Most fancy colors are usually defined by up to nine intensity grades (e.g. fancy light, fancy intense etc) however, like red and white diamonds, black diamonds are graded with a single distinction: fancy black. This grading will be given with a notation of natural or treated color on laboratory reports. For example, GIA does not grade black diamonds as they fall outside of its normal clarity range, but the lab will issue a “Colored Diamond Identification and Origin Report (CDIOR) for identification purposes.
Independent sellers and boho-type brands have started selling heavily included diamonds (sometimes referred to as ‘salt and pepper’ diamonds), using these imperfections as a unique feature for those seeking something unusual for their diamond jewelry. The lack of definitive color and clarity grading for black diamonds can make it difficult to distinguish a heavily included diamond, from a fully saturated, black diamond. They are, in essence, the same thing, but the appearance of heavily included/black diamonds can vary. The exact visual properties of these diamonds must be assessed by eye or using high-res imaging and a CDIOR report.
Our knowledgeable contributors have debated the topic of treated VS natural black diamonds, providing anecdotal experience alongside professional opinion, allowing you to choose which variety of black diamond is right for you.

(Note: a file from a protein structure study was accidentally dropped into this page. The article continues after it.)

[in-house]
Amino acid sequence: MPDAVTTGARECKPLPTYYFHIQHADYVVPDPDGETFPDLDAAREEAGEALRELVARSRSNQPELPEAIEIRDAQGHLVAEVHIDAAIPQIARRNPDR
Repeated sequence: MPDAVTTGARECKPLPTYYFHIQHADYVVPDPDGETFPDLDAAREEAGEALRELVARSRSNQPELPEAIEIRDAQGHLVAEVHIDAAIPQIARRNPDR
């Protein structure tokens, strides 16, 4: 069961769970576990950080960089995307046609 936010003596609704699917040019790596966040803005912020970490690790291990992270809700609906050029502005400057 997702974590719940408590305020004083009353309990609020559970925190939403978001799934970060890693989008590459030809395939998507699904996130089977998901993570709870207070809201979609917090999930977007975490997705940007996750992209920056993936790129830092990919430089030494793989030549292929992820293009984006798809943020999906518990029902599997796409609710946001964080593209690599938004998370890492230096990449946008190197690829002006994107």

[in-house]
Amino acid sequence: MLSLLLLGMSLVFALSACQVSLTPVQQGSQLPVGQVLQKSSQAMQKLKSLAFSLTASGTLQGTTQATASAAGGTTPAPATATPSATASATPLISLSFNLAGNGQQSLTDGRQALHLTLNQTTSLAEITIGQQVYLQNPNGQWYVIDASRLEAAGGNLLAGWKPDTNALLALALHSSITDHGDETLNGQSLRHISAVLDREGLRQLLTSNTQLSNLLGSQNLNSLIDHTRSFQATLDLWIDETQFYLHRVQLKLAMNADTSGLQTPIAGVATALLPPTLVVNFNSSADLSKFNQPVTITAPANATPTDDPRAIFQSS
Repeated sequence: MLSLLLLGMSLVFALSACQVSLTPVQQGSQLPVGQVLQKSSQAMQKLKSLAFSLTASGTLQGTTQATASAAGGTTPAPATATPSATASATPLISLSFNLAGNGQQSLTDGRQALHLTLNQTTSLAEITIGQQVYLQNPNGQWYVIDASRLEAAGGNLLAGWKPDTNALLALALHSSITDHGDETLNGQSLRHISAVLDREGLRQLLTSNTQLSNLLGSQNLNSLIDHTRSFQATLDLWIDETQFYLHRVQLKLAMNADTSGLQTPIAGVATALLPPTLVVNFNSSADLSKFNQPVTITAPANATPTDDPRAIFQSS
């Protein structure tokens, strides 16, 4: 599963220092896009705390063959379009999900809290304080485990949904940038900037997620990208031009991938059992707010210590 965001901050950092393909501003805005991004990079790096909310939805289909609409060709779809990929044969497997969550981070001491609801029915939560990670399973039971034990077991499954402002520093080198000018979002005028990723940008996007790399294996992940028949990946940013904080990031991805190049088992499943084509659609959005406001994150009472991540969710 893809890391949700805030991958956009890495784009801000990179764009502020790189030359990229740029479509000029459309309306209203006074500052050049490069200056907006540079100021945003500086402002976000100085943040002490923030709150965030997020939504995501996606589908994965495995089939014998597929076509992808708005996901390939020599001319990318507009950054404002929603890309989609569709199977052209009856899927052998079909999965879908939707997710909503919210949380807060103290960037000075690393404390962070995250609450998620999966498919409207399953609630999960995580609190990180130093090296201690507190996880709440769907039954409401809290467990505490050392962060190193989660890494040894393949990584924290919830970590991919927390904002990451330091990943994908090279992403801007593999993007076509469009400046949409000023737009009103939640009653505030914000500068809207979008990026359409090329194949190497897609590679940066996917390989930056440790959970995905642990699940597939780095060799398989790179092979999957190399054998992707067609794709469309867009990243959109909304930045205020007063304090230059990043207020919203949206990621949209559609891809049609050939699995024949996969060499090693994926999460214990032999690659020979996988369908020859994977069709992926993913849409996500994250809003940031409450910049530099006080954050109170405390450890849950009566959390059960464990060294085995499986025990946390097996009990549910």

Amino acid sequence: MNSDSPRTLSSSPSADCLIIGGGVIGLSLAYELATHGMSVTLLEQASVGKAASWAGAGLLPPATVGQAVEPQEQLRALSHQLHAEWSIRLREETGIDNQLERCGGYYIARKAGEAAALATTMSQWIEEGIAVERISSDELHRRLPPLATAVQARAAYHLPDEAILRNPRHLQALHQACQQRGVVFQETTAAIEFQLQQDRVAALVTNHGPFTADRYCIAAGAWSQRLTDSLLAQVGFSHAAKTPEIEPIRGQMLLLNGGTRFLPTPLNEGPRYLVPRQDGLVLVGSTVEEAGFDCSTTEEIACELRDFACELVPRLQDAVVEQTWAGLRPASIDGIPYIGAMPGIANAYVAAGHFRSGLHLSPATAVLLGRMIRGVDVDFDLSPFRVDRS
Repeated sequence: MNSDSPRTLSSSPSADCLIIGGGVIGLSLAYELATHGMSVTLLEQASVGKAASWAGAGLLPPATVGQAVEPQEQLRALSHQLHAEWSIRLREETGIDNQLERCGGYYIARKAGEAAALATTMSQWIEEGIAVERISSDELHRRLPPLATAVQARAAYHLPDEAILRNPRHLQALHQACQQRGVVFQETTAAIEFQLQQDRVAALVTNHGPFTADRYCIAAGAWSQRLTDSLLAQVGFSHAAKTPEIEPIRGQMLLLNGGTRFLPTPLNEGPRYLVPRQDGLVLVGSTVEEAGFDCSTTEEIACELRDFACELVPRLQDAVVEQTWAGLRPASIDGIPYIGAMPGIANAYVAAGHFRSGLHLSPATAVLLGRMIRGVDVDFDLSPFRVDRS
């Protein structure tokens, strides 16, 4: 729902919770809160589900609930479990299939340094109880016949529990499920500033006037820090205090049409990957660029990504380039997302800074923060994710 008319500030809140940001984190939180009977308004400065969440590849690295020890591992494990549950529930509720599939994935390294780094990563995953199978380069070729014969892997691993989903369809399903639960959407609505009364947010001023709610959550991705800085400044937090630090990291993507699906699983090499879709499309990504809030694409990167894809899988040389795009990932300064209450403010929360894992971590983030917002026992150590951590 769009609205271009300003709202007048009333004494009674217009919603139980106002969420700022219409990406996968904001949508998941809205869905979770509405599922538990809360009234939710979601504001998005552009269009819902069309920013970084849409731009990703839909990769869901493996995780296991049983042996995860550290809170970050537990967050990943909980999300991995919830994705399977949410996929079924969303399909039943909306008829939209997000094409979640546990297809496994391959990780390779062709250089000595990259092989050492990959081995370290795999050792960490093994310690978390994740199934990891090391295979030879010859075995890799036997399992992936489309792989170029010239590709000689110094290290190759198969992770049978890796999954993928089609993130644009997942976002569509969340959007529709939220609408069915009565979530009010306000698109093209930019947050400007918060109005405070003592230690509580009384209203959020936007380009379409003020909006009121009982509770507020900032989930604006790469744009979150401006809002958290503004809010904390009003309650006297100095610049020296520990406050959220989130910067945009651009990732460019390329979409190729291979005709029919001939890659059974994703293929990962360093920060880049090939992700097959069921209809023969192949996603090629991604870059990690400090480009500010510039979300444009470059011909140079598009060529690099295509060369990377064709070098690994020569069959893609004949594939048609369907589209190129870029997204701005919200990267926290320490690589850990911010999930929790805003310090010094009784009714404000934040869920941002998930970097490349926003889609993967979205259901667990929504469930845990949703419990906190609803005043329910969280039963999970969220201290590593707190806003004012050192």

Are Black Diamonds Rare?
Large, natural black diamonds are fairly rare; diamonds like the Black Orlov are very rare, but irradiated black diamonds are abundant and utilized in many jewelry styles. Although there is a considerable price difference between natural and irradiated black diamonds, both are certainly more obtainable and affordable than other fancy colored diamonds. Black diamonds are considerably rarer than colorless diamonds, however, as an opaque gemstone, they do not exhibit the characteristics that are typically associated with diamonds, i.e. sparkle! Instead, they have a unique lustre, giving an almost metallic appearance. Black diamonds make a bold statement and continue to rise in popularity. They are particularly striking in white metal settings and also make the perfect partner to other fancy colored diamonds and colored gemstones – after all, everything goes with black.
Where can I buy black diamonds?
James Allen and Leibish both sell natural black diamonds complete with high-res imaging. You will find black diamonds sold across the internet, but in each case, it is imperative that you get clear answers about whether the diamond has been color treated – if you see a super-low price that seems too good to be true, it is likely the diamond is not a natural black. Black diamonds are a unique addition to fine jewelry that can look truly stunning.
Black Diamond Gallery
(Image Source: PS Member, LovingDiamonds)
4.1ct black diamond halo ring
Black diamond ring
(Image Source: micropavé.com)
Black diamond rings by Anne Sportun (Image Source: Anne Sportun)
Black diamond stud earrings
(Image Source: Blue Nile)
(Image Source: makhro82)
Pavé black diamond ring
Learn more about Fancy Colored Diamonds
Have more questions about fancy colored diamonds? Click on the links below or visit our Fancy Colored Diamond Guide.
Fancy Colored Diamond Guide Topics:
Featured photo credit: Christys.com
Get fast answers to any question: Ask our community of unbiased independent helpers.
Ready to find your diamond?